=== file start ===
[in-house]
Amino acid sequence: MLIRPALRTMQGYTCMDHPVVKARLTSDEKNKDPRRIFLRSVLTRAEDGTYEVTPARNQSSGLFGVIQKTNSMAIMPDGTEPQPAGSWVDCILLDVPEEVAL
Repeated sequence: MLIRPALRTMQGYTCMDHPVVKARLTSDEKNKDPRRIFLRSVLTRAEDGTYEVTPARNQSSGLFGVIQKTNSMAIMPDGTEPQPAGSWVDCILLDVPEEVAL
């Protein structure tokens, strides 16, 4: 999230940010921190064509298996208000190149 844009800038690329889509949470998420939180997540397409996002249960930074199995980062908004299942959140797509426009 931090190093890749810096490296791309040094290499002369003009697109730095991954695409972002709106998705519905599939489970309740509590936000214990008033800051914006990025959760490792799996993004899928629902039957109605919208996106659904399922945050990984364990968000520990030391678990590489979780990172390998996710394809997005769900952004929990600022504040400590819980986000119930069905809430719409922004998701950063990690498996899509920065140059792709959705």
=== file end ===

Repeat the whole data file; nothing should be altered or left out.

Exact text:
[in-house]
Amino acid sequence: MLIRPALRTMQGYTCMDHPVVKARLTSDEKNKDPRRIFLRSVLTRAEDGTYEVTPARNQSSGLFGVIQKTNSMAIMPDGTEPQPAGSWVDCILLDVPEEVAL
Repeated sequence: MLIRPALRTMQGYTCMDHPVVKARLTSDEKNKDPRRIFLRSVLTRAEDGTYEVTPARNQSSGLFGVIQKTNSMAIMPDGTEPQPAGSWVDCILLDVPEEVAL
């Protein structure tokens, strides 16, 4: 999230940010921190064509298996208000190149 844009800038690329889509949470998420939180997540397409996002249960930074199995980062908004299942959140797509426009 931090190093890749810096490296791309040094290499002369003009697109730095991954695409972002709106998705519905599939489970309740509590936000214990008033800051914006990025959760490792799996993004899928629902039957109605919208996106659904399922945050990984364990968000520990030391678990590489979780990172390998996710394809997005769900952004929990600022504040400590819980986000119930069905809430719409922004998701950063990690498996899509920065140059792709959705």